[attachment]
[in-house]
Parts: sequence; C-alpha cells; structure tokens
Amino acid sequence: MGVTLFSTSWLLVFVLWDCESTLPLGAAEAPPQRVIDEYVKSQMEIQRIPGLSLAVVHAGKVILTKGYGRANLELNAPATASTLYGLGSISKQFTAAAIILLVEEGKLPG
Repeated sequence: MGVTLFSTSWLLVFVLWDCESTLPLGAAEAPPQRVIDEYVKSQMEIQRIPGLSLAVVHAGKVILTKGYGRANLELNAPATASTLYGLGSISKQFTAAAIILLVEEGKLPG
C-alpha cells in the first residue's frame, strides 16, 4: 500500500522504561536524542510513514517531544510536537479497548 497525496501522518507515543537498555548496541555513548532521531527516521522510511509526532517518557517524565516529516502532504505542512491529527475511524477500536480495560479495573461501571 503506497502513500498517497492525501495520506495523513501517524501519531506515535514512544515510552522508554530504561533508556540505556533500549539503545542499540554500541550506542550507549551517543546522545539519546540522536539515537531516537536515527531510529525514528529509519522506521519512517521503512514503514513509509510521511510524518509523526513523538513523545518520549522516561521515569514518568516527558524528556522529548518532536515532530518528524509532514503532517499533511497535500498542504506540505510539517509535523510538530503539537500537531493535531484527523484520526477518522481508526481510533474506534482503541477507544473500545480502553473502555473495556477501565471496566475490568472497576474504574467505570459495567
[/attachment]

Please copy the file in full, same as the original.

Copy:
[in-house]
Parts: sequence; C-alpha cells; structure tokens
Amino acid sequence: MGVTLFSTSWLLVFVLWDCESTLPLGAAEAPPQRVIDEYVKSQMEIQRIPGLSLAVVHAGKVILTKGYGRANLELNAPATASTLYGLGSISKQFTAAAIILLVEEGKLPG
Repeated sequence: MGVTLFSTSWLLVFVLWDCESTLPLGAAEAPPQRVIDEYVKSQMEIQRIPGLSLAVVHAGKVILTKGYGRANLELNAPATASTLYGLGSISKQFTAAAIILLVEEGKLPG
C-alpha cells in the first residue's frame, strides 16, 4: 500500500522504561536524542510513514517531544510536537479497548 497525496501522518507515543537498555548496541555513548532521531527516521522510511509526532517518557517524565516529516502532504505542512491529527475511524477500536480495560479495573461501571 503506497502513500498517497492525501495520506495523513501517524501519531506515535514512544515510552522508554530504561533508556540505556533500549539503545542499540554500541550506542550507549551517543546522545539519546540522536539515537531516537536515527531510529525514528529509519522506521519512517521503512514503514513509509510521511510524518509523526513523538513523545518520549522516561521515569514518568516527558524528556522529548518532536515532530518528524509532514503532517499533511497535500498542504506540505510539517509535523510538530503539537500537531493535531484527523484520526477518522481508526481510533474506534482503541477507544473500545480502553473502555473495556477501565471496566475490568472497576474504574467505570459495567